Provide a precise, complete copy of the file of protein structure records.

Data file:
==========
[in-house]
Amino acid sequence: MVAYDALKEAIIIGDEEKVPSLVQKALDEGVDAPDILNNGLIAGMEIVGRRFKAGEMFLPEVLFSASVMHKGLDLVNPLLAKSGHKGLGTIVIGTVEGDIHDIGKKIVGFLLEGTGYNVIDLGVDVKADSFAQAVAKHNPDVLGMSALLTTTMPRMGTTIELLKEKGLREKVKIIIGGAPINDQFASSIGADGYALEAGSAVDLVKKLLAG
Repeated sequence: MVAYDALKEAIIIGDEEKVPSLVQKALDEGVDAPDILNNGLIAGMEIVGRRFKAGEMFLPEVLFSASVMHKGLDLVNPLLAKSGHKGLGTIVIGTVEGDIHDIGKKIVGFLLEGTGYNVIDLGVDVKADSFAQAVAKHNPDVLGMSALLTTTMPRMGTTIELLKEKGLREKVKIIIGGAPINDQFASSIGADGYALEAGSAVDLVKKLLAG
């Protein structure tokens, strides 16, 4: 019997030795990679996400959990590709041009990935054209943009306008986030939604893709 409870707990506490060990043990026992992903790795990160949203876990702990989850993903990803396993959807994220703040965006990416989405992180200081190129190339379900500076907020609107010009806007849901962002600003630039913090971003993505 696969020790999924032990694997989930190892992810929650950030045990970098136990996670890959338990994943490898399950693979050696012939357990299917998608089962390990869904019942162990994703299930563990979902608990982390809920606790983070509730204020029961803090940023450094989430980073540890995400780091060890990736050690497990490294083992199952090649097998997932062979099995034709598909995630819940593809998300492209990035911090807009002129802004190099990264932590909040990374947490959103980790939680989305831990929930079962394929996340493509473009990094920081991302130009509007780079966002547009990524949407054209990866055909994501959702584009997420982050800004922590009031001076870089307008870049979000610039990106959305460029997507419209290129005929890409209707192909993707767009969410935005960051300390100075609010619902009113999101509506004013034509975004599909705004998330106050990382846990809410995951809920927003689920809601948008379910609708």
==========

[in-house]
Amino acid sequence: MVAYDALKEAIIIGDEEKVPSLVQKALDEGVDAPDILNNGLIAGMEIVGRRFKAGEMFLPEVLFSASVMHKGLDLVNPLLAKSGHKGLGTIVIGTVEGDIHDIGKKIVGFLLEGTGYNVIDLGVDVKADSFAQAVAKHNPDVLGMSALLTTTMPRMGTTIELLKEKGLREKVKIIIGGAPINDQFASSIGADGYALEAGSAVDLVKKLLAG
Repeated sequence: MVAYDALKEAIIIGDEEKVPSLVQKALDEGVDAPDILNNGLIAGMEIVGRRFKAGEMFLPEVLFSASVMHKGLDLVNPLLAKSGHKGLGTIVIGTVEGDIHDIGKKIVGFLLEGTGYNVIDLGVDVKADSFAQAVAKHNPDVLGMSALLTTTMPRMGTTIELLKEKGLREKVKIIIGGAPINDQFASSIGADGYALEAGSAVDLVKKLLAG
């Protein structure tokens, strides 16, 4: 019997030795990679996400959990590709041009990935054209943009306008986030939604893709 409870707990506490060990043990026992992903790795990160949203876990702990989850993903990803396993959807994220703040965006990416989405992180200081190129190339379900500076907020609107010009806007849901962002600003630039913090971003993505 696969020790999924032990694997989930190892992810929650950030045990970098136990996670890959338990994943490898399950693979050696012939357990299917998608089962390990869904019942162990994703299930563990979902608990982390809920606790983070509730204020029961803090940023450094989430980073540890995400780091060890990736050690497990490294083992199952090649097998997932062979099995034709598909995630819940593809998300492209990035911090807009002129802004190099990264932590909040990374947490959103980790939680989305831990929930079962394929996340493509473009990094920081991302130009509007780079966002547009990524949407054209990866055909994501959702584009997420982050800004922590009031001076870089307008870049979000610039990106959305460029997507419209290129005929890409209707192909993707767009969410935005960051300390100075609010619902009113999101509506004013034509975004599909705004998330106050990382846990809410995951809920927003689920809601948008379910609708």